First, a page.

In Ico you play as the titular child with a horned head, leading an AI-controlled girl called Yorda through a creepy castle. In The Last Guardian, again you're a boy, but this time directing the behaviour of a large, winged, cat-like creature called Trico. Both are puzzle games above all else, necessitating intelligence rather than brute force to best, with the supporting NPCs' presence vital to progression - and the colossi of Ueda's middle entry of Team Ico's trilogy are similarly structured. You slay them, absolutely, but only by working out each monster's unique riddles, and crawling to select spots on their titanic bodies before delivering a death blow.
"I always ask myself the question, because I create video games: what can only be done in a video game?" Ueda told me, for VICE, in 2016. "The games that I make, they have these situations with two characters - that's my response to that question. When you have one character created by a program that acts on its own will, you simply can't do that in a film, or a book."
For me, that's what makes the games of Fumito Ueda special, above all else: he's one of the few creatives operating in the broad church of action-adventure gaming that understands that to really strike out and stand apart, you need to look at what's only possible in this medium. The Witcher, Far Cry, Assassin's Creed: it's perhaps telling that these franchises have led to Hollywood movies and big-budget TV shows. They use their games as vehicles for stories, their open worlds as canvases for tales both tall and small. Shadow of the Colossus is a video game, and only a video game - so too Ico, so too The Last Guardian. To translate them into anything else is to rob them of their magic, and undermine their impact.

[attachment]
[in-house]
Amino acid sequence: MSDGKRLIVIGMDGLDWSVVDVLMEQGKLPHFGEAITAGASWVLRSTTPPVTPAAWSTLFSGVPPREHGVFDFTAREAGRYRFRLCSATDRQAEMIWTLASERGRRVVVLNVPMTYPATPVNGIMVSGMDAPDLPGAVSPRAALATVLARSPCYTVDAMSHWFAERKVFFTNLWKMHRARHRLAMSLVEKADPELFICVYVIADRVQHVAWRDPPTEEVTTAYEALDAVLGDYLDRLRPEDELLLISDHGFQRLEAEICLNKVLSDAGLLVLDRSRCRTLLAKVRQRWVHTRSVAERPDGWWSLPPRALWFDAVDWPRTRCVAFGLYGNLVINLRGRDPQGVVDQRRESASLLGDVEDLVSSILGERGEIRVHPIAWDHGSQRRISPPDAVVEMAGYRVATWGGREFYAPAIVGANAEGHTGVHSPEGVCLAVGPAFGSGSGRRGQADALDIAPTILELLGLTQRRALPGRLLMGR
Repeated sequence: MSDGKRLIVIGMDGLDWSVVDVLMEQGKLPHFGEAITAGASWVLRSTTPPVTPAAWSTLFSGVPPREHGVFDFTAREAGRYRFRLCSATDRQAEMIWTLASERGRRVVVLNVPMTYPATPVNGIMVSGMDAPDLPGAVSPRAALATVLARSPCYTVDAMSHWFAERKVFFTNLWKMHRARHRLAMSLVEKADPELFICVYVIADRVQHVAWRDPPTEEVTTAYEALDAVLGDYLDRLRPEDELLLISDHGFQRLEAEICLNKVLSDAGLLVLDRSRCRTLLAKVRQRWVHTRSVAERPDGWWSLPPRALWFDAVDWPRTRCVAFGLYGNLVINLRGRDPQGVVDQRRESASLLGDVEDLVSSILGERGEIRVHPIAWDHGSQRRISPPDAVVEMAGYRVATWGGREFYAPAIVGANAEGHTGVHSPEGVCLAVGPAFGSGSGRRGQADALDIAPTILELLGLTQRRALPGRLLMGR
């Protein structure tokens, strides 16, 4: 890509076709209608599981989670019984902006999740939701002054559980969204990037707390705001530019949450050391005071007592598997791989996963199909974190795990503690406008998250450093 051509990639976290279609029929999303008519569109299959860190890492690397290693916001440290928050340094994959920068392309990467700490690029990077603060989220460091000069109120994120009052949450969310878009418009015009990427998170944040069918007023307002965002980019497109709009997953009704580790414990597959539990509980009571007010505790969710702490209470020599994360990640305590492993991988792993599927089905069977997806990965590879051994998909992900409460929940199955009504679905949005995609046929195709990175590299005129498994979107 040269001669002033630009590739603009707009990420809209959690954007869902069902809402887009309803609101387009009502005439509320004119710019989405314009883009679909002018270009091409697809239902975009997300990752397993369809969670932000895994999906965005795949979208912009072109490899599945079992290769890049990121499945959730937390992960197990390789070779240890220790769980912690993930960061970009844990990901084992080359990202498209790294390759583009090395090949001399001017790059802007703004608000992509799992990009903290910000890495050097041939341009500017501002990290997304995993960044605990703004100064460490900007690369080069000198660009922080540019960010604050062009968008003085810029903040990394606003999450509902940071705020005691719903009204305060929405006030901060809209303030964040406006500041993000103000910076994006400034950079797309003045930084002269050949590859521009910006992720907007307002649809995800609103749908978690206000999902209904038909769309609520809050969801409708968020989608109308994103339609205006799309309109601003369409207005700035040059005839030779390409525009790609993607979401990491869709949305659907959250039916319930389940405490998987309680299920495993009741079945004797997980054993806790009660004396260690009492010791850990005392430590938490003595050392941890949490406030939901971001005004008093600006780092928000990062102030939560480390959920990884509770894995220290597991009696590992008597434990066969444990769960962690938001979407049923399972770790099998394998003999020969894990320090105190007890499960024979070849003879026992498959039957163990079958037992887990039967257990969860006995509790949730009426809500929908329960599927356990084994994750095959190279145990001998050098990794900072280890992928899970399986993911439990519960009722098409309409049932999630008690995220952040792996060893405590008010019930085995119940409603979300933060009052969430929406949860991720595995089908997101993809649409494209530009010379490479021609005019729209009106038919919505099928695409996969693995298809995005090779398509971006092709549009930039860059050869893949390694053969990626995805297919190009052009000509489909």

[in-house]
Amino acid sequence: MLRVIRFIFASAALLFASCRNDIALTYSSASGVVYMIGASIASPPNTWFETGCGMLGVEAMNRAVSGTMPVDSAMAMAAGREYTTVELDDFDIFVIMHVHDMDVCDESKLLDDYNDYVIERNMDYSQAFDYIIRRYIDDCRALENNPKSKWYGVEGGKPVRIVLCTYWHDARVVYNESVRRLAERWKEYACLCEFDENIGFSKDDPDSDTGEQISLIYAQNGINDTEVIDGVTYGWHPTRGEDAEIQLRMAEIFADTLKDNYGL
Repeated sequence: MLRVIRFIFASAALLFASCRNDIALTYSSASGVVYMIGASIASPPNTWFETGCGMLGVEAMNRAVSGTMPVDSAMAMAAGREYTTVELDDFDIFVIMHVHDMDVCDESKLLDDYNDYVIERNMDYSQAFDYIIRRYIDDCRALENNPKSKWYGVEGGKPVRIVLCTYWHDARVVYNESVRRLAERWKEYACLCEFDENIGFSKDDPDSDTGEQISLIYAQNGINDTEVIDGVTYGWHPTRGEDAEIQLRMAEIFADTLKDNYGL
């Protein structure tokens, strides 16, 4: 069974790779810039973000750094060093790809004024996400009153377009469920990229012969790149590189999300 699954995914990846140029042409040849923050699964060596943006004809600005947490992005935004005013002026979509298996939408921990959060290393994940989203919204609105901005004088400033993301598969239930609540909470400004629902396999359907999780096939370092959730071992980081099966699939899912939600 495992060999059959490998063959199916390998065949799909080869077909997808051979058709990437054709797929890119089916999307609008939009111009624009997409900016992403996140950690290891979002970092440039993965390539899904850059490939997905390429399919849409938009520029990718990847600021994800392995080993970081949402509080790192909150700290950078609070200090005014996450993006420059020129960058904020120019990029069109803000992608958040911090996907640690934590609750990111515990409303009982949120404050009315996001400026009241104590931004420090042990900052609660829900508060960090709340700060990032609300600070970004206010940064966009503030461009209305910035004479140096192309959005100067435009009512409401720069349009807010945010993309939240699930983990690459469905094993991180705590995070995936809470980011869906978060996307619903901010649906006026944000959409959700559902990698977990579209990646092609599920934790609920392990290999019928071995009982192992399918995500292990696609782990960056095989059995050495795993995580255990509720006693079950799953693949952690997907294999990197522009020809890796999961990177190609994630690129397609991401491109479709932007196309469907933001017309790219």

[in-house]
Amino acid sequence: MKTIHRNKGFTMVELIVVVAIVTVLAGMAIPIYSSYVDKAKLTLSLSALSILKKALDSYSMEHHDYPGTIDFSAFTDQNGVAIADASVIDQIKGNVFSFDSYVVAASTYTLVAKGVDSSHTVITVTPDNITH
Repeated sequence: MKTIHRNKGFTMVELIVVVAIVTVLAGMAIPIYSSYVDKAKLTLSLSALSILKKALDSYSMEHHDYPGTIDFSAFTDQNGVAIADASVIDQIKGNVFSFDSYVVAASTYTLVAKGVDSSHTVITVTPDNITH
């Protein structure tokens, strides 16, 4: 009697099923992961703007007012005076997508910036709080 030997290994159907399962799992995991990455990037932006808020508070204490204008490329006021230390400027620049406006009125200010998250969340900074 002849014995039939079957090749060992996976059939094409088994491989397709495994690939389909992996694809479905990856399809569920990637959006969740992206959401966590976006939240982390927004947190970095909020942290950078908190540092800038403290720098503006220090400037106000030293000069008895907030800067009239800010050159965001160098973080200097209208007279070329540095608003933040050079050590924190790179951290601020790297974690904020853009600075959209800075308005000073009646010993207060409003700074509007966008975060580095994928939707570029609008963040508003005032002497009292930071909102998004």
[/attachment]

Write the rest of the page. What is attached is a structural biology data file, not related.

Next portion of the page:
Team Ico is no more - and Japan Studio too, closed by Sony in April 2021. Ueda is up to something, however, with a follow-up to The Last Guardian surely coming soon from his studio genDESIGN, as artwork for it was teased at the beginning of 2021. Back in 2016 he told me: "One part of me will think about delivering a game in the same style as I've always done, another will feel that I want to betray what I've done before, and come up with something completely different." Whatever that next game is, be it in a vein comparable to Shadow of the Colossus or not, Ueda's peers around the world will be watching, and taking notes.
This piece is part of a series briefly profiling influential game creators, true masters of style, and their key works.